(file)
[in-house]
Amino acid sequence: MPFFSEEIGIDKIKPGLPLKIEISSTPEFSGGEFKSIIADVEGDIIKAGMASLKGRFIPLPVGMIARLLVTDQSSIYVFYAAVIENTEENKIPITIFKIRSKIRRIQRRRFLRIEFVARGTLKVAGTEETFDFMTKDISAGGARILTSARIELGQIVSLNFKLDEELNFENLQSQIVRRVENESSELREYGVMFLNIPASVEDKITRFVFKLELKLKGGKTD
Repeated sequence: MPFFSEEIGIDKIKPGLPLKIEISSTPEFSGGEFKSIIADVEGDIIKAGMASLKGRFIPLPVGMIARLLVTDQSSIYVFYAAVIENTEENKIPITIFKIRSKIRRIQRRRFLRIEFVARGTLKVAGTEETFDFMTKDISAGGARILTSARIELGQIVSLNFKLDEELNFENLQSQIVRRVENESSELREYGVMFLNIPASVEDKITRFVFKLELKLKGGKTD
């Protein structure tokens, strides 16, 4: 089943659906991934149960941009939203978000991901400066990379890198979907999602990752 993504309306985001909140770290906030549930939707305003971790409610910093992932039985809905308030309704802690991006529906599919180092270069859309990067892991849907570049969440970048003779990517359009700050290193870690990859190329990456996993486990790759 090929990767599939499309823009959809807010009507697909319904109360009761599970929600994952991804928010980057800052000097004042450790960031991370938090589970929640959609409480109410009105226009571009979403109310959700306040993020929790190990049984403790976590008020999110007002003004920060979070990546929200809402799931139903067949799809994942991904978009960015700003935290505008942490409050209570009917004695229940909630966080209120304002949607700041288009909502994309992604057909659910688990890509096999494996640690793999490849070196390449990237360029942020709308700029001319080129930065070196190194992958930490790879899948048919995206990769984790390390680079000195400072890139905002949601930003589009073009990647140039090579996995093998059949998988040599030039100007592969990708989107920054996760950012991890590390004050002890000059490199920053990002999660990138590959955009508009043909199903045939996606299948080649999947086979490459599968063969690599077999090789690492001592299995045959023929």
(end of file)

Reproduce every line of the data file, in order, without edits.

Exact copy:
[in-house]
Amino acid sequence: MPFFSEEIGIDKIKPGLPLKIEISSTPEFSGGEFKSIIADVEGDIIKAGMASLKGRFIPLPVGMIARLLVTDQSSIYVFYAAVIENTEENKIPITIFKIRSKIRRIQRRRFLRIEFVARGTLKVAGTEETFDFMTKDISAGGARILTSARIELGQIVSLNFKLDEELNFENLQSQIVRRVENESSELREYGVMFLNIPASVEDKITRFVFKLELKLKGGKTD
Repeated sequence: MPFFSEEIGIDKIKPGLPLKIEISSTPEFSGGEFKSIIADVEGDIIKAGMASLKGRFIPLPVGMIARLLVTDQSSIYVFYAAVIENTEENKIPITIFKIRSKIRRIQRRRFLRIEFVARGTLKVAGTEETFDFMTKDISAGGARILTSARIELGQIVSLNFKLDEELNFENLQSQIVRRVENESSELREYGVMFLNIPASVEDKITRFVFKLELKLKGGKTD
């Protein structure tokens, strides 16, 4: 089943659906991934149960941009939203978000991901400066990379890198979907999602990752 993504309306985001909140770290906030549930939707305003971790409610910093992932039985809905308030309704802690991006529906599919180092270069859309990067892991849907570049969440970048003779990517359009700050290193870690990859190329990456996993486990790759 090929990767599939499309823009959809807010009507697909319904109360009761599970929600994952991804928010980057800052000097004042450790960031991370938090589970929640959609409480109410009105226009571009979403109310959700306040993020929790190990049984403790976590008020999110007002003004920060979070990546929200809402799931139903067949799809994942991904978009960015700003935290505008942490409050209570009917004695229940909630966080209120304002949607700041288009909502994309992604057909659910688990890509096999494996640690793999490849070196390449990237360029942020709308700029001319080129930065070196190194992958930490790879899948048919995206990769984790390390680079000195400072890139905002949601930003589009073009990647140039090579996995093998059949998988040599030039100007592969990708989107920054996760950012991890590390004050002890000059490199920053990002999660990138590959955009508009043909199903045939996606299948080649999947086979490459599968063969690599077999090789690492001592299995045959023929």